• XLIX. THE STORY OF THE MASTER: That night at Alanmere Castle, Natas describes his origins as a Jewish Hungarian merchant who had been wrongfully sentenced to imprisonment and hard labor in Russia, and of the later abduction and subsequent death of his beautiful English wife. His vengeance in the form of the Terrorists has been the driving force behind his ascension to the leadership of the Terrorists and their subsequent activities. Later, he gives his blessing to Arnold and Natasha and the two wed.
  • EPILOGUE. "AND ON EARTH, PEACE!": In the ensuing months, the Federation establishes its military superiority over the remainder of Asia, and the last remaining battleships are sent to the bottom of the sea, after which an era of utopian social equality begins. The Tsar Romanoff dies on the way to the Siberian mine. Arnold and Natasha welcome a child.
 


Olga Romanoff (1894)

Olga Romanoff is George Griffith's sequel to The Angel of the Revolution, published only one year later and also serialized in 33 episodes as "The Syren of the Skies" in Pearson's Weekly from December 23, 1893 to August 4, 1894. Where the title of the earlier book referred to the angelic Natasha, the second novel is named after a ruthless "conqueress" named Olga Romanoff, a direct descendant of the defeated Russian Tsar of the first book.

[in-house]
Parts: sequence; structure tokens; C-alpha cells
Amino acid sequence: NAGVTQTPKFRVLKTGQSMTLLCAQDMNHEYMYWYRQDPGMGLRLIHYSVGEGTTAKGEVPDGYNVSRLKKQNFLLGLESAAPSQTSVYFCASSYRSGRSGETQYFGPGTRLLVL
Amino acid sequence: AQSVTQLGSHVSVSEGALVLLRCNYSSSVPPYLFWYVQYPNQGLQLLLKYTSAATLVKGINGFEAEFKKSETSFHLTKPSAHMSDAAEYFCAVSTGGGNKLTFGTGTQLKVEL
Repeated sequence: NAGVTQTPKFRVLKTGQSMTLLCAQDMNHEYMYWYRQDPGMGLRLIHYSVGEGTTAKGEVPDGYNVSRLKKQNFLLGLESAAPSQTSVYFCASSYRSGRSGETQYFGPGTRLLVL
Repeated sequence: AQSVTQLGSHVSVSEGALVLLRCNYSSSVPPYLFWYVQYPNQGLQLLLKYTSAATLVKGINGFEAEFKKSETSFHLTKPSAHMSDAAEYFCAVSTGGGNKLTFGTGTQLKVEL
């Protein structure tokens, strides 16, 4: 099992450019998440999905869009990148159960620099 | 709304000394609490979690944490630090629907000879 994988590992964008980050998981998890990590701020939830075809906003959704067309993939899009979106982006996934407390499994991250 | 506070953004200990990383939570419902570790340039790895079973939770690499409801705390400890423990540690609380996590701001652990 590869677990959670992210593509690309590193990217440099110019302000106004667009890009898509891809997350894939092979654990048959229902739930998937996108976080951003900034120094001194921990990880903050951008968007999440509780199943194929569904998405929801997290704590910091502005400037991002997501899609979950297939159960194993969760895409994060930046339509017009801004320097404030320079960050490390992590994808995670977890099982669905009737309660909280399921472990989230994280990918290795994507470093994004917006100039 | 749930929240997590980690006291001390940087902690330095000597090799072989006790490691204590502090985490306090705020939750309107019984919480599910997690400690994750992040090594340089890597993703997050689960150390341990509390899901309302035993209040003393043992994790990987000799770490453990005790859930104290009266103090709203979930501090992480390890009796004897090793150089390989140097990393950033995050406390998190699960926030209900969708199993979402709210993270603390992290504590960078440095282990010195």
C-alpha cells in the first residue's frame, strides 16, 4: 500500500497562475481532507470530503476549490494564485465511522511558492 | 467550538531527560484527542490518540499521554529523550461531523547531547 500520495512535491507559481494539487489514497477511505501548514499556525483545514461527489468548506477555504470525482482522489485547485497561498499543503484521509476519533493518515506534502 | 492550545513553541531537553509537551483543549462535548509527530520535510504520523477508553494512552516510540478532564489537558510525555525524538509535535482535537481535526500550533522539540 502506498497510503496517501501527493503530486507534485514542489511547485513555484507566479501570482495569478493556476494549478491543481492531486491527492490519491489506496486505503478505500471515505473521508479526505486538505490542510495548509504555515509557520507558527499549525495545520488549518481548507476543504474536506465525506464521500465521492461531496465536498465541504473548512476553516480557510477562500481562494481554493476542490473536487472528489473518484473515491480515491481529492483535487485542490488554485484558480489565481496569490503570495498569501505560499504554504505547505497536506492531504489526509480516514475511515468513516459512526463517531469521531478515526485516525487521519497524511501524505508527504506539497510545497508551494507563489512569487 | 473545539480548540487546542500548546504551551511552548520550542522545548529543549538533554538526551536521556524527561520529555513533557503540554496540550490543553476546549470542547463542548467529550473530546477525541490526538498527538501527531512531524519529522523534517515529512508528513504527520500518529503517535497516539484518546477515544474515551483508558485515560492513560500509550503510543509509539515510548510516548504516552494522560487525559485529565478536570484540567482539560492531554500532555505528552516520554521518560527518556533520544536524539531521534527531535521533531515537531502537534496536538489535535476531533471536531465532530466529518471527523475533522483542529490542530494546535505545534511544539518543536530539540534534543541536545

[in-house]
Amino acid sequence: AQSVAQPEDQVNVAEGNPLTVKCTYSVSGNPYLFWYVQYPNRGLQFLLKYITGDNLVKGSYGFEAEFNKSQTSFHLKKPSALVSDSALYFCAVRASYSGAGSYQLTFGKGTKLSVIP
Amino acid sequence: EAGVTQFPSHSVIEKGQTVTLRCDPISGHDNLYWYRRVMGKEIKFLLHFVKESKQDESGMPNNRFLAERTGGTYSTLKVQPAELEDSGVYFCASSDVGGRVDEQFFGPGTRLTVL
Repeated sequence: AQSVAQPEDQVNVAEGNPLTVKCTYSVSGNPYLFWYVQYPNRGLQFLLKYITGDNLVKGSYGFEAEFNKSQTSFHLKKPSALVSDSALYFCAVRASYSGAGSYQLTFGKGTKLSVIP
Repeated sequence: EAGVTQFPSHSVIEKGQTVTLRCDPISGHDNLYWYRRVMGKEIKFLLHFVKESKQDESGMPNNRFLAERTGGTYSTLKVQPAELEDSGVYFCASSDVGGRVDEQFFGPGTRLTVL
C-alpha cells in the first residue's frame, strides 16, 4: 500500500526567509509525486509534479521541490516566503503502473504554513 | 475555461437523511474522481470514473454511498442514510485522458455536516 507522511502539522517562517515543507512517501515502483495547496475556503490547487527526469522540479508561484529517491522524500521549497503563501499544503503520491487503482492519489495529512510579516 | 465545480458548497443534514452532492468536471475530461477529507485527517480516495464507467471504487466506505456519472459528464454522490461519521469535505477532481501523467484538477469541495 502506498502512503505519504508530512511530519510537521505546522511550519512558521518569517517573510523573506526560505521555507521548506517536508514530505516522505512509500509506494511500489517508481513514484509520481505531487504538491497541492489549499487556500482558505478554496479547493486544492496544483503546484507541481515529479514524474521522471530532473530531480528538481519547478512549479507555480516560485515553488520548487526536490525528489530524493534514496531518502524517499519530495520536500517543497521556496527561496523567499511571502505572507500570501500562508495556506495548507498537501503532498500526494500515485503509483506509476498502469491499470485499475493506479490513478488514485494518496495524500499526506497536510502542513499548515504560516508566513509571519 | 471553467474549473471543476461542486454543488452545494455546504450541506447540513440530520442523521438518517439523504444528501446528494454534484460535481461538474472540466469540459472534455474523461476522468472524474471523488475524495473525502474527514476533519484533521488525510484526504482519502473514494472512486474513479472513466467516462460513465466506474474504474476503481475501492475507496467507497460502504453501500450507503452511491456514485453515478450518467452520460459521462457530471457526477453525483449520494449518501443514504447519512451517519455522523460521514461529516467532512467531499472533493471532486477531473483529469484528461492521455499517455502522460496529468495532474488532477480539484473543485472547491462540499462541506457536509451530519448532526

Following The Angel of the Revolution, a century passes during which the Aerians essentially enforce peace and social justice on the governments of the world, and outlaw the independent development of air-flight technology by any subject nation. Eventually in 2030, as ordered by Natas in his final testament, the Anglo-Saxon Federation dissolves and the Aerians leave mankind to once again seek its own destiny and hopefully maintain the peace that has existed for the last century. Unfortunately, this relaxation of oversight allows Olga Romanoff, a descendant of the disgraced Tsar of Russia, to begin her own plans of vengeance and world domination, starting with the capture of the Aerian President's son, Alan Arnold. Using a secret drug formula, Olga mentally enslaves Alan and forces him to help her build a massive air-fleet in her secret base in Antarctica.